Moving to the rear of the truck, remove the taillights and this will provide some access behind the fenders and the lower rear bedside behind the mud flaps which can be a problem area for rust. The same process would be done for vans, cars, and suvs. Vehicles with enclosed trunk compartments can have some interior trim pulled back to provide access on the backside of panels. A mix between the 90 degree and 360 degree wands can be used.
The tailgate gets the same treatment, I have seen quite a few tailgates rot out, there is a series of drain holes on the bottom that can be used, access holes on the sides, or even the pre-drilled holes if your vehicle has that.
Step 7: Spraying the Exposed Underbody
When done with all the inner surfaces, now is sprayed the exposed visible areas as the final step. This would be the underside of the floor, frame, cross members, brackets, springs, axles, the backside of steel bumpers, etc. Try to avoid plastic or rubber components and just as I mentioned previously, also avoid areas like the exhaust, brakes, and drive belts.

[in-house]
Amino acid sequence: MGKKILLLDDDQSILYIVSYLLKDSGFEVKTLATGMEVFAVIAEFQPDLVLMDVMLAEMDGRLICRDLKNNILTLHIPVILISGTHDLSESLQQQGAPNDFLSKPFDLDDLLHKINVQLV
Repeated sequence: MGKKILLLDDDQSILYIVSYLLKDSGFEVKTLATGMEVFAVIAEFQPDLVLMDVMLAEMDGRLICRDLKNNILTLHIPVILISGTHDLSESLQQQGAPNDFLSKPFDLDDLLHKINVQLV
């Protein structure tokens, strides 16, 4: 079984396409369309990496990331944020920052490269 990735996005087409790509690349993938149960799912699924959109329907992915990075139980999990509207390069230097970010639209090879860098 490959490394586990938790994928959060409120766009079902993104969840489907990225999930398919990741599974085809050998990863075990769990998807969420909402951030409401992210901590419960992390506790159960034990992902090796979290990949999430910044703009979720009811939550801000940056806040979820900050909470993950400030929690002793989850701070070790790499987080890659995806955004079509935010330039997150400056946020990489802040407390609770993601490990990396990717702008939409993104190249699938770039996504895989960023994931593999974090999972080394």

I did get some overspray of the product on the outside of body panels. This can be easily washed off with soap and water or if it’s a little harder to remove, make sure the panel is free of any dirt which can cause paint damage, then use a clean cloth and isopropyl alcohol.
Step 8: When Finished
The coating will appear to have a wet finish once done, products will vary, some may drip, others won’t so be sure to refer to the products application guide. For this particular product, do not drive the vehicle or let the coating get wet for 4hrs.
And after a week, here is the coating. Depend on how much your vehicle is driven, the thickness of the coating, product used, and environment, an application maybe required once a year, every other year, or it may last longer. A wax coating will have more durability than compared to an oil spray.